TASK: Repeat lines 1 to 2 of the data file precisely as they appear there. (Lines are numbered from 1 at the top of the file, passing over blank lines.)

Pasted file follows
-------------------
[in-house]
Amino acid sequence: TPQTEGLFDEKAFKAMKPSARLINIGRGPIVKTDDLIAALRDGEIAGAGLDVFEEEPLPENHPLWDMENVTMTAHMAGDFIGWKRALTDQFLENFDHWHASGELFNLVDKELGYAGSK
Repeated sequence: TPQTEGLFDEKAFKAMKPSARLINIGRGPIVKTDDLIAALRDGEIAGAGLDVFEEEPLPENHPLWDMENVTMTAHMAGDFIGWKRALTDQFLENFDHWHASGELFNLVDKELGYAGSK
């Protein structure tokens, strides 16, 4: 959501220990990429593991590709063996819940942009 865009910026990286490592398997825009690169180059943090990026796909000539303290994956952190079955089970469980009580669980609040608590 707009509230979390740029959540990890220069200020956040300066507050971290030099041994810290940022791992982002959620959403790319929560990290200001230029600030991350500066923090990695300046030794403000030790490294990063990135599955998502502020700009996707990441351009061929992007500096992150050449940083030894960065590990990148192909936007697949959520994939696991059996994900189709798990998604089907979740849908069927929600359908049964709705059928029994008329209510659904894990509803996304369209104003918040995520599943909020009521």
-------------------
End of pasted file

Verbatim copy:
[in-house]
Amino acid sequence: TPQTEGLFDEKAFKAMKPSARLINIGRGPIVKTDDLIAALRDGEIAGAGLDVFEEEPLPENHPLWDMENVTMTAHMAGDFIGWKRALTDQFLENFDHWHASGELFNLVDKELGYAGSK